Prof. Hedge is a Professor in the Department of Design and Environmental Analysis, Cornell University. He directs the Human Factors and Ergonomics teaching and research programs. Prior to joining Cornell, he ran the Graduate Program in Applied Psychology and Ergonomics at Aston University, Birmingham, U.K. From 1990-1993 he was also an Honorary Research Fellow at the Institute of Occupational Health, University of Birmingham, U.K. and he has been a Research Professor in the Departments of Biomedical Engineering and Mechanical and Aerospace Engineering at Syracuse University.
His research and teaching activities have focused on issues of design and workplace ergonomics as these affect the health, comfort and productivity of workers. His research themes include workstation design and carpal tunnel syndrome risk factors for workers, alternative keyboard and input system designs, the performance and health effects of postural strain, and the health and comfort impacts of various environmental stressors, such as the effects of indoor air quality effects on sick building syndrome complaints among office workers, and the effects of office lighting on eyestrain problems among computer workers. He has co-authored a book on Healthy Buildings, and co-edited Advances in Ergonomics Modeling and Usability Evaluation and the Handbook of Human Factors and Ergonomics Methods, published 38 book chapters and over 200 articles on these topics in the ergonomics and related journals and proceedings.
He received the 2003 Alexander J. Williams Jr. Design Award from the Human Factors and Ergonomics Society for “outstanding human factors contributions to the design of a major operational system”. He received the 2009 Oliver Keith Hansen Outreach Award. This award recognizes significant activities that broaden awareness of the existence of the human factors/ergonomics profession and the benefits it brings to humankind.
His professional activities are extensive. He is a Fellow of the Human Factors and Ergonomics Society (U.S.A.), of the International Ergonomics Association, of the Institute of Ergonomics and Human Factors (U.K.), a Certified Professional Ergonomist and a Chartered Ergonomist (C.ErgHF). He is a founding member of the International Society for Indoor Air Quality and Climate (ISIAQ). He is also has been an Associate Fellow of the British Psychological Society, and past member of the American Psychological Association, the Association for Psychological Science, and the Illuminating Engineering Society of North America. He is on the editorial board of the journals Ergonomics, Theoretical Issues in Ergonomics, Journal of Environmental Psychology, Journal of Human Environment Systems, and the Journal of Architectural and Planning Research.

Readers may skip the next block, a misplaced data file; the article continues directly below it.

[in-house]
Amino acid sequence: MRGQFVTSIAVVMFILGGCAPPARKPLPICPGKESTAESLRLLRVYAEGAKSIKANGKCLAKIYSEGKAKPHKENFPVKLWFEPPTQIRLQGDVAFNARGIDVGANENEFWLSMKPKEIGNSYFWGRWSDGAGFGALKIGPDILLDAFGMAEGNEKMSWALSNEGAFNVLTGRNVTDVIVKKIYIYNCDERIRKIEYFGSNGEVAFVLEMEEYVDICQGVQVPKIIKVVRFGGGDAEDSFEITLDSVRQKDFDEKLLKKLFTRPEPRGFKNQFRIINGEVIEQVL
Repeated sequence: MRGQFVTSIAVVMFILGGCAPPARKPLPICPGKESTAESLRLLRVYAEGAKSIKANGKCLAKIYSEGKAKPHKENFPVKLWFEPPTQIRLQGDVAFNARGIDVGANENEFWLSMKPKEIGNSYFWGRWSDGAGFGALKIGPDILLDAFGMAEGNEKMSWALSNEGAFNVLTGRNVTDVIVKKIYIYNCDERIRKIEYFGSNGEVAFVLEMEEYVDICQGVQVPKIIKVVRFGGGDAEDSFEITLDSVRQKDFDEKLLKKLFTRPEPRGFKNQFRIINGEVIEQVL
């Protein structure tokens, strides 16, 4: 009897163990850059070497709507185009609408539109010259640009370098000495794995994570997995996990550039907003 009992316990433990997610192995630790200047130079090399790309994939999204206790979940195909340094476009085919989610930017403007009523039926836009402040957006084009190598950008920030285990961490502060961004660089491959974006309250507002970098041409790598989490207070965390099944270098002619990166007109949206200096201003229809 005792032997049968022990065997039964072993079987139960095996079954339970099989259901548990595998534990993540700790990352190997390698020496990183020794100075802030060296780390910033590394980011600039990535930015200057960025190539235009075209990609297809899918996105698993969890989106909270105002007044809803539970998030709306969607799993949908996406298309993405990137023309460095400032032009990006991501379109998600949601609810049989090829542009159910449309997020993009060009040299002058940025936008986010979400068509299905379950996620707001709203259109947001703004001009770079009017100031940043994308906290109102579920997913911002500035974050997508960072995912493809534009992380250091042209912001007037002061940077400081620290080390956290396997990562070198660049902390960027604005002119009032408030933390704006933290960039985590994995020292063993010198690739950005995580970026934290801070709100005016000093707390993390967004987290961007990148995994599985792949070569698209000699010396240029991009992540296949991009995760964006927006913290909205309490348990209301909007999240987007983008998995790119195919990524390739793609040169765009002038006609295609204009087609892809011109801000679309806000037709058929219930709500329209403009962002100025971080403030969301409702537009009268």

Since 2013 he has been the is the Program Chair for the National Ergonomics Conference. He is the Environmental Design Representative for the International Ergonomics Association and has chaired the Work Environment technical group of the International Ergonomics Association (IEA) and the Work Environment Design Technical Subcommittee of the US Human Factors and Ergonomics Society (HFES) Technical Advisory Group to the International Standards Organization, the Work Environment subcommittee of the BSR/HFES 100 Computer Workstation Standard Revision Committee, and the Work Environment subcommittee of the International Ergonomics Association. He is a past president of the Division of Environmental Psychology of the International Association of Applied Psychology, and of the Organizational Design and Management Technical Group of the Human Factors and Ergonomics Society. He has also served in many other professional roles.
He has given testimony on indoor air quality and indoor environment design issues to several committees of the US House of Representatives and to OSHA in Washington, D.C., to the UK House of Commons, and to the New York State Assembly.
He consults on ergonomic and indoor environment design issues and has served as a consultant and scientific adviser to a number of organizations and major corporations. He is the Senior Editorial Advisory Board of HealthyComputing.
GREEN ERGONOMICS: Expanding the role of Ergonomics in sustainable building design
Green buildings beneficially impact the environment, reduce energy consumption and should also promote employee health, satisfaction and productivity. To further this goal, Leadership in Energy and Environmental Design (LEED) has introduced a credit for ergonomics strategy. LEED recognizes that architects, designers and ergonomists share common goals in their desire to create workplaces that are comfortable, healthy and productive. This talk addresses the rationale and evolution of the LEED Pilot Credit 44: Ergonomics Strategy and the recent WELL building standard. It describes the requirements for these credits and gives examples of the many ways in which the workplace environment can be designed to achieve this credit. In addition, examples of some projects that have successfully obtained the credit will be described. At the end of this talk, attendees will be familiar with the credit requirements and they will be able to determine whether these credits are appropriate for each project.